Born Michael Hiltner in 1941 Los Angeles, CA.
Started racing at the age of 16. After
establishing the double transcontinental record, Santa Monica - Atlantic City - Santa Monica (36 days 8 hours 1975), Michael changed his name to Victor Vincente of America.

"I've been on a bike since I was 16 years old, it feels so natural that I forget that I didn't invent it."

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Won his first race
Was Southern California Junior Road Champion
All California Road Champion
Member Pan American Team
Winner of the Tour of St. Laurent
Winner of the Tour of Somerville, NJ.
1960 1964
Olympic Team



Worlds Championship Team
St. Sebastian
Placed 2nd in the Pan America Games Team Road race
ABL of A. National Road Champion
Winner of many races in Italy
Started the independent conception of human-powered vehicle and establish double transcontinental record. Santa Monica - Atlantic City - Santa Monica (36 days 8 hours 1975).
Changed name to Victor Vincente of America
Design, construct, pilot HPV Tachy Taxi . Design and mass production of the "Topanga"
1980 to 1995
Promoted Mountain Bike Races
1984 to 1995
Promoted two and three mountain bike tours
Inducted to the Mountain Bike Hall of Fame
Design the Olympic Mountain Bike medallion for the 1996 Olympic in Atlanta.
Inducted into the U.S. Bicycling Hall of Fame
Cycle tracks will abound in Utopia.
-H. G. Wells

Victor Vincente of America (then Michael Hiltner) and Yvette Mimieux
I contacted Victor Vincente of America through his web site and asked for his recollections of his days as an Eloi and his history in bicycle racing.

How did you become an Eloi?
Attending Santa Monica City College (the name at that time) I saw a notice on a bulletin board that extras were wanted for a film. Applicants had to be short (I qualified at 5' 5.5")

Did you bicycle to the studio?
Yes. In those days I had no car. I first got a car in 1962, at age 21.

How did the production find out about your bicycle racing to use you for publicity?
Don't know, except that I was always there by bike; maybe they asked me. I was too shy to bring it up.

Which scenes were you in? Can we find you watching the film?
I remember a scene by a river where Yvette was in danger and was rescued, and a feast scene, and eating fruit. I remember sirens calling us to go underground. I saw the film once when I was in Florence, Italy, in 1961, and I thought I saw myself briefly in the river scene.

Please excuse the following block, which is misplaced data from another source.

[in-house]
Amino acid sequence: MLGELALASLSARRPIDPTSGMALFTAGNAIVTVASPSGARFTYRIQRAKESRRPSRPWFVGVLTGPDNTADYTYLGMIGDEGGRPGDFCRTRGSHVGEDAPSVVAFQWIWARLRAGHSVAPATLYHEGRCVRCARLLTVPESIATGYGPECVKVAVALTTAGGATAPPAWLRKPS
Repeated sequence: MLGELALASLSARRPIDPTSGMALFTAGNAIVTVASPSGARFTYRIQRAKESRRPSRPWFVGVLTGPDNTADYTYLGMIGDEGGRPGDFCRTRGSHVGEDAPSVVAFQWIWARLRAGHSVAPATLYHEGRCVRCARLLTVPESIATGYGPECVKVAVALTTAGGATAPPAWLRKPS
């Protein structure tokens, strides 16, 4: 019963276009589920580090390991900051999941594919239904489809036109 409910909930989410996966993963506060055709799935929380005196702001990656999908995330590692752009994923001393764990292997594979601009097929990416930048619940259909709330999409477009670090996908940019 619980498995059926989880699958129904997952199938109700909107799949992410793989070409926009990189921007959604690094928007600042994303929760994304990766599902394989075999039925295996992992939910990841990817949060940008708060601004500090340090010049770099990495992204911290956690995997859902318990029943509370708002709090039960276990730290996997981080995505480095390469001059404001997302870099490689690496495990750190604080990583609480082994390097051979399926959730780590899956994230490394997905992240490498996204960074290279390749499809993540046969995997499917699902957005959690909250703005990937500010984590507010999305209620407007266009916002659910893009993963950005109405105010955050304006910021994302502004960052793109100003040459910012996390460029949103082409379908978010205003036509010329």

Victor's response after seeing this screen shot:
" Now I remember being directed to splash with my hands, I also remember veiwing the film in Florence, and thinking I spotted myself ever so briefly when that scene flashed by. "
I'm not familiar with the world of bicycle racing so I'll have to rely on you for any comments you wish to include in that respect
In 1958 I won the California road racing championship, at the distance of 50 miles, so during the filming in 1959 I was current champ.

In '59 I made the PanAm Games team (Chicago). Also '60 Olympic team (Rome) when I remained for two years in Florence to compete. '63 PanAm team (Sao Paulo) and '64 Olympic team (Tokyo). I was National road champion in 1965, as well as North America hillclimb champion (Mt. Evans, Colorado).

Later, after racing days, I established the double transcontinental record (Santa Monica - Atlantic City - Santa Monica) at 36 days, 8 hours. That record stood nine years. Then in 1979 I discovered dirt roads and independently invented mountain biking, and designed and produced some early mountain bikes. Others in Marin County were already doing that without my knowledge.

I've been inducted to the U.S. Bicycling Hall of Fame, the Mountain Bike Hall of Fame, and have been declared to be the "Most Significant Person" [in the History of Mountain Biking] by Mountain Bike magazine. I stayed with cycling because I was doing well with it, and I always craved attention and recognition.

During the filming of the Time Machine (in fact, all during my younger years) I was shy, timid, naive. When I recently logged onto Ms. Mimieux' website, I was shocked to realize she and I are the same age. I always assumed that she, being a movie star, was an older person than I. Seeing myself alongside her in the promotional photo is like a Time Machine experience in itself, and brings to mind the alternate universe that would have come to pass if I had had the nerve to talk with her, to make some connection. Even at this time, I would welcome an opportunity to meet her again.

Thanks again for your time. Feel free to bring up any further questions
. . . . Victor Vincente of America

See our Eloi and Morlocks page for more shots of
Victor Vincente of America (Michael Hiltner)


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The Time Machine Project 1998 Don Coleman
Web Site 1999 Don Coleman
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